>>> } else {
>>>     f(result)
>>> };
>>> But in which case what advantage does all this extra clutter offer over:
>>>
>>> db.transaction(["foo"]).objectStore("foo").get(mykey).onsuccess(function(res)
>>> {...X...});
>>>
>>> I am just wondering whether the change is worth the added complexity?
>>>
>>> Cheers,
>>> Keean.
>>>
>>> On 10 January 2011 21:31, Jonas Sicking <jonas@sicking.cc> wrote:
>>>>
>>>> I did some outreach to developers and while I didn't get a lot of
>>>> feedback, what I got was positive to this change.
>>>>
>>>> The basic use-case that was brought up was implementing a promises
>>>> which, as I understand it, works similar to the request model I'm
>>>> proposing. I.e. you build up these "promise" objects which represent a
>>>> result which may or may not have arrived yet. At some point you can
>>>> either read the value out, or if it hasn't arrived yet, register a
>>>> callback for when the value arrives.
>>>>
>>>> It was pointed out that this is still possible with how the spec is
>>>> now, but it will probably result in that developers will come up with
>>>> conventions to set the result on the request themselves. This wouldn't
>>>> be terribly bad, but also seems nice if we can help them.
>>>>
>>>> / Jonas
>>>>
>>>> On Mon, Jan 10, 2011 at 8:13 AM, ben turner <bent.mozilla@gmail.com>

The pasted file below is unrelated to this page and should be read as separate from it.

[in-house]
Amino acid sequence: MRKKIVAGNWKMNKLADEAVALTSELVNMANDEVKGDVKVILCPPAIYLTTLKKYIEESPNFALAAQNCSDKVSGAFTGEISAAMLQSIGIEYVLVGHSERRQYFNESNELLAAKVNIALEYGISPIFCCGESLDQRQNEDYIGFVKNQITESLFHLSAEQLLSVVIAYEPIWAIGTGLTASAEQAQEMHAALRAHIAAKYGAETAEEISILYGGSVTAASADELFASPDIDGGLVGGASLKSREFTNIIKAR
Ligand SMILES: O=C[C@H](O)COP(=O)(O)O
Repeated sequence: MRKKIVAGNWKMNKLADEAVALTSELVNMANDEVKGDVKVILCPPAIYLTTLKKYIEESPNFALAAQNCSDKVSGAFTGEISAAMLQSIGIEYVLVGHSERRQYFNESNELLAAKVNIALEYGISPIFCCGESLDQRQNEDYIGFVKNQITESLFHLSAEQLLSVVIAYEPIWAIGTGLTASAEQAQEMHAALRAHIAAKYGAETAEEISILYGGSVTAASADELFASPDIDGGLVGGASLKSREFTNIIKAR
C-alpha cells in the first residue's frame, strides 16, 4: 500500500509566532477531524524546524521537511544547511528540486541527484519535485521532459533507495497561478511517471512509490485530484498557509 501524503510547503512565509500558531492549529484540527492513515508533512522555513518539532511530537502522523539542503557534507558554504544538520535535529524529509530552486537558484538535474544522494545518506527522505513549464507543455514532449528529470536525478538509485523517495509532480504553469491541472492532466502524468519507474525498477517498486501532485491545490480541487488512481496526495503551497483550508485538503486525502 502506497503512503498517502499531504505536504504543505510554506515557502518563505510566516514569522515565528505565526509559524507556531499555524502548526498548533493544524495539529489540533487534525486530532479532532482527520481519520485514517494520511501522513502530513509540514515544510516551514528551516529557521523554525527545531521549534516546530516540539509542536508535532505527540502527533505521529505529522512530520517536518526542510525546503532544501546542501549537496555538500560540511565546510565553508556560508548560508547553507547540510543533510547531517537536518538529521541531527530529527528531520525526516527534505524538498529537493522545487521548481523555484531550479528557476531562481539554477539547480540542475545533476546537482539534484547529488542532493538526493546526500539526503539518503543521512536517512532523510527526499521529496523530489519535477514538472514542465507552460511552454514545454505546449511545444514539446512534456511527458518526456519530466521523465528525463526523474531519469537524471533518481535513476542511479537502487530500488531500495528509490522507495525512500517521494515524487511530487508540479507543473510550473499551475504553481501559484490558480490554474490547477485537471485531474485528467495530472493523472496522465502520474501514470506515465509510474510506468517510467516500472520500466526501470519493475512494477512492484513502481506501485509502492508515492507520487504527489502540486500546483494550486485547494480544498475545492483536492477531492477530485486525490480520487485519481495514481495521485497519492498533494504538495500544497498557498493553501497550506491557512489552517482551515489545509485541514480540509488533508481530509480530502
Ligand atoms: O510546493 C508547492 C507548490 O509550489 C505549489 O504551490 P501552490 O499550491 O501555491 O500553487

>>>> wrote:
>>>> > FWIW Jonas' proposed changes have been implemented and will be
>>>> > included in Firefox 4 Beta 9, due out in a few days.
>>>> >
>>>> > -Ben
>>>> >
>>>> > On Fri, Dec 10, 2010 at 12:47 PM, Jonas Sicking <jonas@sicking.cc>
>>>> > wrote:
>>>> >> I've been reaching out to get feedback, but no success yet. Will
>>>> >> re-poke.
>>>> >>
>>>> >> / Jonas
>>>> >>
>>>> >> On Fri, Dec 10, 2010 at 4:33 AM, Jeremy Orlow <jorlow@chromium.org>
>>>> >> wrote:
>>>> >>> Any additional thoughts on this?  If no one else cares, then we can
>>>> >>> go with
>>>> >>> Jonas' proposal (and we should file a bug).
>>>> >>> J
>>>> >>>
>>>> >>> On Thu, Nov 11, 2010 at 12:06 PM, Jeremy Orlow <jorlow@chromium.org>
>>>> >>> wrote:
>>>> >>>>
>>>> >>>> On Tue, Nov 9, 2010 at 11:35 AM, Jonas Sicking <jonas@sicking.cc>
>>>> >>>> wrote:
>>>> >>>>>
>>>> >>>>> Hi All,
>>>> >>>>>
>>>> >>>>> One of the things we briefly discussed at the summit was that we
>>>> >>>>> should make IDBErrorEvents have a .transaction. This since we are
>>>> >>>>> allowing you to place new requests from within error handlers, but
>>>> >>>>> we
>>>> >>>>> currently provide no way to get from an error handler to any
>>>> >>>>> useful
>>>> >>>>> objects. Instead developers will have to use closures to get to
>>>> >>>>> the
>>>> >>>>> transaction or other object stores.
>>>> >>>>>
>>>> >>>>> Another thing that is somewhat strange is that we only make the
>>>> >>>>> result
>>>> >>>>> available through the success event. There is no way after that to
>>>> >>>>> get
>>>> >>>>> it from the request. So instead we use special event interfaces
>>>> >>>>> with
>>>> >>>>> supply access to source, transaction and result.
>>>> >>>>>
>>>> >>>>> Compare this to how XMLHttpRequests work. Here the result and
>>>> >>>>> error
>>>> >>>>> code is available on the request object itself. The 'load' event,
>>>> >>>>> which is equivalent to our 'success' event didn't supply any
>>>> >>>>> information until we recently added progress event support. But
>>>> >>>>> still
>>>> >>>>> it only supplies information about the progress, not the actual
>>>> >>>>> value
>>>> >>>>> itself.
>>>> >>>>>
>>>> >>>>> One thing we could do is to move
>>>> >>>>>
>>>> >>>>> .source